Many of us are interested in becoming more "green" by responsibly using natural resources. Additionally, we all want systems in our home that are reliable yet cost efficient. The term high-efficiency on any appliance is popular because the idea is that they will save fuel and save you money on your utility bills. What exactly is an heat efficient furnace, and what is meant by furnace efficiency? Actually, there are two ways to measure it - steady state and seasonal.
STEADY STATE EFFICIENCY:
Steady state efficiency refers to how much usable heat is created when a furnace is running. Conventional gas and oil furnaces have steady state efficiencies of roughly eighty percent. When the furnace is on, twenty percent of the heat that is generated goes up the chimney while the remaining eighty percent is transferred through a component called a heat exchanger and stays in the house. This is the heat that travels through the ductwork and ends up coming out of the registers in each room.
Even in the dead of winter, furnaces are not on all of the time. They cycle "ON" as the thermostat calls for heat and "OFF" when the thermostat is satisfied. During this start-up and cool-down, the furnace is not operating as efficiently. If you add these off-cycle losses to the steady state losses, you end up with the seasonal efficiency. Seasonal efficiencies for conventional gas and oil furnaces are about sixty to sixty-five percent. How does this translate into dollars and cents? If you buy a thousand dollars worth of gas or oil over the course of a winter and you have a conventional furnace, only about $600 to $650 worth of the fuel will be used to heat your house, and the rest will be wasted. OK, so that's what happens in a conventional furnace. So what about mid and high-efficiency furnaces?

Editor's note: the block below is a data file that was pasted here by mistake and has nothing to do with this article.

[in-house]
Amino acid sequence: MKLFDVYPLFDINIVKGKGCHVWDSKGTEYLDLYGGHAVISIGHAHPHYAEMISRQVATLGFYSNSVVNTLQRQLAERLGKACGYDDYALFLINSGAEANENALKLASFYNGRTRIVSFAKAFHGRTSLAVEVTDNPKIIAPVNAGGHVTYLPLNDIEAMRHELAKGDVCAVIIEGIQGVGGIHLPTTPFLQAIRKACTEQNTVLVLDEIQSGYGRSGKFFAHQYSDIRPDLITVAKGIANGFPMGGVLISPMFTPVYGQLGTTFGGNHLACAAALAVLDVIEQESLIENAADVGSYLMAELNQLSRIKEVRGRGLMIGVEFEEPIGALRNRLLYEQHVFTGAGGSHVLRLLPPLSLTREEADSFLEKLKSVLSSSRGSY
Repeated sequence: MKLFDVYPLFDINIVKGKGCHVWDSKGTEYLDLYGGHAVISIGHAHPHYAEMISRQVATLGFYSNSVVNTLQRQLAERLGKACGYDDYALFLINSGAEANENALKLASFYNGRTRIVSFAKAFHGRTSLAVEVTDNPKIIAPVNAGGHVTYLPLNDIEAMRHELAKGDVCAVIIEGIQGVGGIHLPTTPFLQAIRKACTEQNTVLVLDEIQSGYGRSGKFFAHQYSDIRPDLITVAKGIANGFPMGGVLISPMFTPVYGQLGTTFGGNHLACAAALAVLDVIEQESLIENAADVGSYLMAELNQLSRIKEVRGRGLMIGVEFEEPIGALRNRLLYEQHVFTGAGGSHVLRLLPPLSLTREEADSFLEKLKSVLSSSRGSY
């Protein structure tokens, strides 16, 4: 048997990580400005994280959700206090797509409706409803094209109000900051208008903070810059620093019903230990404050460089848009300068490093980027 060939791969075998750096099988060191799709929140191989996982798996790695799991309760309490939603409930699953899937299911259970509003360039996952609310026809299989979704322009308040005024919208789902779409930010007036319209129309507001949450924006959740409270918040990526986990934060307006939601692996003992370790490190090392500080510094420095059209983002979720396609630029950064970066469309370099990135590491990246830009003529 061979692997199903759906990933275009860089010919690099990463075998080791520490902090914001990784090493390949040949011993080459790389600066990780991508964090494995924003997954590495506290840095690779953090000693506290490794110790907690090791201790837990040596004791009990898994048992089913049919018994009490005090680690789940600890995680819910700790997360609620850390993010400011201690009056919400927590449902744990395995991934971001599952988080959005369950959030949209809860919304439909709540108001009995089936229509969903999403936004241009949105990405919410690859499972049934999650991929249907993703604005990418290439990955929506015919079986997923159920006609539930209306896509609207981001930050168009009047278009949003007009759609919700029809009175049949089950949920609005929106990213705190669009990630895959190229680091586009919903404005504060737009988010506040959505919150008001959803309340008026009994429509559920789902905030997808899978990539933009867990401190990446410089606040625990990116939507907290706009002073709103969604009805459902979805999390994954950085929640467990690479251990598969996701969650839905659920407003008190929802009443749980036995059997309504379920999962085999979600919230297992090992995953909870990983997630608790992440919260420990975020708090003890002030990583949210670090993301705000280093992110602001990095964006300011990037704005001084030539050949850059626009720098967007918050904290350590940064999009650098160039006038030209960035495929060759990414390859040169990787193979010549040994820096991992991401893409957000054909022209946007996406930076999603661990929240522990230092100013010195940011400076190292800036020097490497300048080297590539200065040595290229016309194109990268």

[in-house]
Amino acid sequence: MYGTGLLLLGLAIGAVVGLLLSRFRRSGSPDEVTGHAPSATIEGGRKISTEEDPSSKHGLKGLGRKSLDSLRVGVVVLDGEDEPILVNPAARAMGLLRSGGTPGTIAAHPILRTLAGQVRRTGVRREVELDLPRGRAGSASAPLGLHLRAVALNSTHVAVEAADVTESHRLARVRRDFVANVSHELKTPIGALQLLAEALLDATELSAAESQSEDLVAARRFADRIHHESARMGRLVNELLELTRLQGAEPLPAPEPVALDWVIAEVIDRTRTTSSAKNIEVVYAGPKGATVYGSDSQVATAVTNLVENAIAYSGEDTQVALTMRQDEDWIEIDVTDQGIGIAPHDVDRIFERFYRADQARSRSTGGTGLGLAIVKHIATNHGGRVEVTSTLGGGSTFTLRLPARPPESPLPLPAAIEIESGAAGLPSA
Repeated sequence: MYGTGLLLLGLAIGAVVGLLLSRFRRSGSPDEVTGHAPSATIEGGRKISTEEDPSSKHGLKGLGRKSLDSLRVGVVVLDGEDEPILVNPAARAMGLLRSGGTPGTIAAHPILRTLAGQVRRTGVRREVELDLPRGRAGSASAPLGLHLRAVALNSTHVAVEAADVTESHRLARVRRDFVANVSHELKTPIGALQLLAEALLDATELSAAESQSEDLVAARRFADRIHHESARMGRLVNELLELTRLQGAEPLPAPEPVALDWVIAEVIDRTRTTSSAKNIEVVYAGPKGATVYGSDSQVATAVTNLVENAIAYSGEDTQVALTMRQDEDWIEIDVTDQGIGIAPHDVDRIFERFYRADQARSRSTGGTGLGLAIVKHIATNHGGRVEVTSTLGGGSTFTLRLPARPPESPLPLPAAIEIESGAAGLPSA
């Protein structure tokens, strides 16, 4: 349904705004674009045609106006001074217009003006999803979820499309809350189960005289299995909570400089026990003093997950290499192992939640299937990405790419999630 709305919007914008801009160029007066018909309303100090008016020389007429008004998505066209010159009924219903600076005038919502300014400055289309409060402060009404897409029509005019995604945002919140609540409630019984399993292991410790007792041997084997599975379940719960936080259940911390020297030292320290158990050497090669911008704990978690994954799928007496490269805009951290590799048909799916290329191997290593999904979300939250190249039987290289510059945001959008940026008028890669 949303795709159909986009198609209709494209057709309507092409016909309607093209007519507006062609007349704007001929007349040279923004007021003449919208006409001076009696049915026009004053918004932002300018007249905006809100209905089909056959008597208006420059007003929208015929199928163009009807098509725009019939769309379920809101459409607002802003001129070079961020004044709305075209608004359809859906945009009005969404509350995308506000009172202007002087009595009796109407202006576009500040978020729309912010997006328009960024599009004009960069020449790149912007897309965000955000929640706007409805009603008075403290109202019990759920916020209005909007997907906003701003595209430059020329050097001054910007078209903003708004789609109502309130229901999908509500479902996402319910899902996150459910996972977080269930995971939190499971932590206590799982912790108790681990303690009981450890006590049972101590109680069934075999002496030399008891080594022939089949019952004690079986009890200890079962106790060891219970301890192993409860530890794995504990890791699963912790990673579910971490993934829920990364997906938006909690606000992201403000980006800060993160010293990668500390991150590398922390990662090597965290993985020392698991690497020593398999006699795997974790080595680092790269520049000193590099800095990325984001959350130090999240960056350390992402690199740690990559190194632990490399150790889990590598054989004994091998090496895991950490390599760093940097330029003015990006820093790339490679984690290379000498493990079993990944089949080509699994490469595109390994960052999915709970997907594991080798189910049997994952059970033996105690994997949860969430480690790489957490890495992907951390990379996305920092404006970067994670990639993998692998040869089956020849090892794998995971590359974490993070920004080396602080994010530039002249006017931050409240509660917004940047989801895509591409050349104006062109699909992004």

Mid-efficiency furnaces have a season-
al efficiency of about eighty percent.
They achieve this by cutting off-cycle
losses. Mid-efficiency gas furnaces do
not have a continuously running pilot.
It is shut off when the furnace is idle.
Additionally, to prevent heat from es-
caping up the chimney when the furn-
ace is not on, manufacturers design
their furnaces so that the exhaust flue
closes during idle periods.
High-efficiency furnaces employ similar
techniques to reduce off-cycle loss, but
go further to improve the steady state
efficiency. Instead of having one heat
exchanger, most have two or three to
extract more heat from the burning fuel. A high-efficiency system can be 90-95 percent efficient. Because high-efficiency sys-
tems are more complex, they cost more
initially at the time of purchase.
However if you look at fuel costs, the house that cost $1,000 to heat with a conventional furnace should cost only $650 or so to heat with a high-efficiency system, yielding an
estimated savings of a $350 or so a year. Theoretically, in a few years the system should pay for itself. However, keep in mind some models of high-efficiency furnaces have had reliability problems. Additionally, like expensive foreign sports cars, most high-efficiency systems require more costly maintenance which can eat into the savings. Our recommendation if you are considering a high-efficiency system to replace your present system or as an option on a new home, is to speak with a reliable heating contractor to discuss the pros and cons of various models and the estimated increase in maintenance costs.